MOGADISHU, Somalia – This year’s most failed state has topped the list of most failed states every year since 2008: Somalia. Plagued by a lack of governance, security issues, food shortages, terrorism, piracy and extreme poverty, Somalia is one of the worst places in the world to be born.
At the root of Somalia’s myriad issues is its rampant instability. When Somalia president Siad Barre was overthrown by opposing clans in 1991, the Horn of Africa state was plunged into anarchy. Instead of government, Somalis had lawlessness and civil war. An internationally recognized government was not installed again until 2012.
And though an official government does once again exist in Somalia, the country’s security issues remain significant. Just this week, the United Nations Security Council unanimously approved a surge of African Union troops to Somalia to fight al-Shabab militants. Though the Islamist militant group was driven out of the Somali capital of Mogadishu, it still controls much of the southern region and contributes to tremendous regional instability.
Devastatingly, Somalia’s lawlessness and militant infighting worsened the effects of two famines, contributing to the deaths of hundreds of thousands of its citizens. Official statistics have recently emerged shedding light on the Somali famine that lasted from 2010 to 2012: 260,000 people died, nearly five percent of the region’s population and 10 percent of its children; this on top of the Somali famine that struck in the early 1990’s that killed 220,000.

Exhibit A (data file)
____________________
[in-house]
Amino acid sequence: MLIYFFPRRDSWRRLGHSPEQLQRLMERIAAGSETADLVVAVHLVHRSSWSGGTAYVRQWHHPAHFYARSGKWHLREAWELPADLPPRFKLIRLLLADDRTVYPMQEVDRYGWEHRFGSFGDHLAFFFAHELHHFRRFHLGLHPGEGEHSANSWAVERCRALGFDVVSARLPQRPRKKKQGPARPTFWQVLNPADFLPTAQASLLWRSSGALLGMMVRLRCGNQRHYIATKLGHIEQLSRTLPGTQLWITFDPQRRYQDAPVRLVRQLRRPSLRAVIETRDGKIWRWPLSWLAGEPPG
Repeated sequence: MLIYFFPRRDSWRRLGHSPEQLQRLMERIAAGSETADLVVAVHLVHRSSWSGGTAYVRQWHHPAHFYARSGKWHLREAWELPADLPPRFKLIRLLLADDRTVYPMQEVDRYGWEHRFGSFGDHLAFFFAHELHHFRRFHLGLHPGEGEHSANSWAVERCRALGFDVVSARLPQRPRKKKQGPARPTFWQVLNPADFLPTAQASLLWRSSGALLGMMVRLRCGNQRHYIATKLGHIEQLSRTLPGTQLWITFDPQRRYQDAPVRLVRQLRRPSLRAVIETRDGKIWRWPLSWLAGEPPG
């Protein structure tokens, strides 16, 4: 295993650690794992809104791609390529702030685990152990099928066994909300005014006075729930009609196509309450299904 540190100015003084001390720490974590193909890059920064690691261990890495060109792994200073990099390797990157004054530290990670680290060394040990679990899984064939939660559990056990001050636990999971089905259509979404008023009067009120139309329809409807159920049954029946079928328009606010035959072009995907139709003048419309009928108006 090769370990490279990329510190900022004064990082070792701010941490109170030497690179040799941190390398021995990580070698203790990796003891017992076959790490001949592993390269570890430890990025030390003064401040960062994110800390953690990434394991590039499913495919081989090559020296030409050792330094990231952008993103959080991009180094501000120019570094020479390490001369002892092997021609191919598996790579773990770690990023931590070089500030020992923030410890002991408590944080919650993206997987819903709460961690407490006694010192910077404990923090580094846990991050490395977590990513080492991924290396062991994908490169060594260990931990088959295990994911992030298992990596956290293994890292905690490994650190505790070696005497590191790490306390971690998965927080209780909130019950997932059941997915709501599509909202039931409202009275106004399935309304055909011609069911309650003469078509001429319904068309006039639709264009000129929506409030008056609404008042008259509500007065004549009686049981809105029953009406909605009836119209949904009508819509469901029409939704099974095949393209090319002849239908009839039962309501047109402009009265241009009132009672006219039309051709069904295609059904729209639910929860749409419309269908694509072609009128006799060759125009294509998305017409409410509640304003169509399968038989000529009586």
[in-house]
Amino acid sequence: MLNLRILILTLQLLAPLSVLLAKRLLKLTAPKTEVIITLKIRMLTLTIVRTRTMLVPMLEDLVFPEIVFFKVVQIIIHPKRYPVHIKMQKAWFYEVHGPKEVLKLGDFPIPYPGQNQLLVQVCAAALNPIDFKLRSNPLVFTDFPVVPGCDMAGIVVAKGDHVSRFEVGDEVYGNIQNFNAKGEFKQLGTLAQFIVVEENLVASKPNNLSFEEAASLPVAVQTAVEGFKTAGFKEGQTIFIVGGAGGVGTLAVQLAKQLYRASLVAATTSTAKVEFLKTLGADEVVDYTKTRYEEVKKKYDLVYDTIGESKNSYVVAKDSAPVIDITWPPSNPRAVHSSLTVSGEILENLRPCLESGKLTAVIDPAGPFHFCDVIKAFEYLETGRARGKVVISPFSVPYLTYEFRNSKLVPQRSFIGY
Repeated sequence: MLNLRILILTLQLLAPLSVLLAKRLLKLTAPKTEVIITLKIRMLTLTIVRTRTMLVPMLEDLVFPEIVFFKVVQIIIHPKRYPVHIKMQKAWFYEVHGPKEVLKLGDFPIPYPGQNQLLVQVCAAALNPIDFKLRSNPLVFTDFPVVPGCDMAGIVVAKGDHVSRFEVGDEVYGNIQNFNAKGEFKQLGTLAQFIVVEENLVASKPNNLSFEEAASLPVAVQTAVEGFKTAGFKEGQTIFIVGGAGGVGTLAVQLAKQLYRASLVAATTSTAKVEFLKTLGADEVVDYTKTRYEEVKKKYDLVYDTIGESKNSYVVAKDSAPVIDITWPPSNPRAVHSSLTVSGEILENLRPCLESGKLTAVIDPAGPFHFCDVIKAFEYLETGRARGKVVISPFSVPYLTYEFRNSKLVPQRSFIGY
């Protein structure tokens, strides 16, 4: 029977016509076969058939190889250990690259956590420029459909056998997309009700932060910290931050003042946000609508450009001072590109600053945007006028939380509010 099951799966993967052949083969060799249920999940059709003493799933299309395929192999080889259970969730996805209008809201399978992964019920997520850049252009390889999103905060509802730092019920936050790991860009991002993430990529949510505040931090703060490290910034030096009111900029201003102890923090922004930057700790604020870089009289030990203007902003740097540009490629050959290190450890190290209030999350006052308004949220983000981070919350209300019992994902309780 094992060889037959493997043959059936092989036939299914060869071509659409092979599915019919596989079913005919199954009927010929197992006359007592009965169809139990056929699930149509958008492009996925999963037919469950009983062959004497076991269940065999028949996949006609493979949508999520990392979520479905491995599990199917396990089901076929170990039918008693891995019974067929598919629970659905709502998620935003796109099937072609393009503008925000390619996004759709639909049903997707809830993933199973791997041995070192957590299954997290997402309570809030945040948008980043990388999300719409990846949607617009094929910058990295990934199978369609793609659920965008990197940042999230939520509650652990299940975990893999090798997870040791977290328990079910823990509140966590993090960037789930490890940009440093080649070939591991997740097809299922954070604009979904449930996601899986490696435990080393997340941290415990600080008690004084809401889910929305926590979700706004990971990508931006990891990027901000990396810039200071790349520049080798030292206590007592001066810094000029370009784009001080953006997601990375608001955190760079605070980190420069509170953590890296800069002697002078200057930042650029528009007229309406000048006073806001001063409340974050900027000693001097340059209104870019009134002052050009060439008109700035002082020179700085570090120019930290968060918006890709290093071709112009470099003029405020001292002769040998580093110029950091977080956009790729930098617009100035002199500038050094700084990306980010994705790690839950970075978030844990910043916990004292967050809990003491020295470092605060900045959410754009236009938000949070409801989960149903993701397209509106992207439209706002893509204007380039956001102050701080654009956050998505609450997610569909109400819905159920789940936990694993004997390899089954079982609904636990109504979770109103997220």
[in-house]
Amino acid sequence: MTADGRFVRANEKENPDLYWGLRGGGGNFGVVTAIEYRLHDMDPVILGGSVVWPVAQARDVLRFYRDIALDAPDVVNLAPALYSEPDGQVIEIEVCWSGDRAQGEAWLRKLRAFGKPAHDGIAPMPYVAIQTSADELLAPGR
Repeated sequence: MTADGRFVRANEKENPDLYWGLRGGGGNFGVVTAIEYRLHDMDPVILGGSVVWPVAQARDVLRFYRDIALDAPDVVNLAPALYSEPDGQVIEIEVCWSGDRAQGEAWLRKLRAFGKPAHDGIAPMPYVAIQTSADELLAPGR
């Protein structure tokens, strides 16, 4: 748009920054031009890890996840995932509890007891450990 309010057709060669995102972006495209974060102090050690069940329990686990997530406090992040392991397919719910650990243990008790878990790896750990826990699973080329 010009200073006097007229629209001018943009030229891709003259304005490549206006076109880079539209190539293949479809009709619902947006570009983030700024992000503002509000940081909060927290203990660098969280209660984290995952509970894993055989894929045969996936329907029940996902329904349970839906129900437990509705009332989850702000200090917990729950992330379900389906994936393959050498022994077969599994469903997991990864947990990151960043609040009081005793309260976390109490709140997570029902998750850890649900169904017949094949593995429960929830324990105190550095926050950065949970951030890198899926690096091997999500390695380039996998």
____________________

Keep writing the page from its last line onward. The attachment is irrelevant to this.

During both famines, militia infighting prevented aid from reaching the most vulnerable populations. In the most recent famine, Al Shabab prevented starving people from leaving the hardest hit areas.
The effects of the famine are still being felt: 16 percent of Somalian children are acutely malnourished, and 3.5 percent are severely so. One third of all children under the age of five are underweight.
In addition to its security and food shortage issues, Somalia also faces a bleak economy. The GDP per capita is a mere $600. The employment-to-population ratio for Somalia lingers around 50 percent.
Unsurprisingly, literacy rates are also unthinkably low: only 37.8 percent of the population over the age of 15 can read and write. Among women, only 25.8 percent are literate.
Children are in school for an average of only three years, with 50 percent of the child population contributing to the work force. Thousands of children in the city of Bosasso beg or perform menial tasks on the street to support their families. Many of them have stories like 12 year-old Abdullahi Said who says: “What I make from garabo and shining shoes is what I take home to help my mother feed us.” Said’s father died in 2009 therefore the preteen feels the pressure to take primary responsibility for his family.
The poverty in Somalia disproportionately affects its women and children in other ways as well. Only 14.6 percent of women have access to contraception thus the average woman in Somalia gives birth to six children. 1,000 of these mothers, however, die per 100,000 live births, a total of one in 12 women die from pregnancy-related causes.
Even worse, 101.9 children die per 1,000 live births. Of the children that survive childbirth, 180 out of 1,000 do not live to see the age of 5. One in 10 Somali children dies before his or her first birthday.
As such statistics imply, Somalia’s health situation is abysmal. Less than 30 percent of the population has access to improved drinking water. The country also has large numbers of unvaccinated children, thus vaccine-preventable diseases like polio and measles are prevalent. A lack of safe sanitation further contributes to the high occurrence of preventable diseases.
All these factors contribute to a life expectancy of only 51 years.
Given its rampant insecurity, incredible poverty, devastating lack of food and healthcare, Somalia is fighting an uphill battle even just to drop to second place on the most failed states ranking.
– Kelley Calkins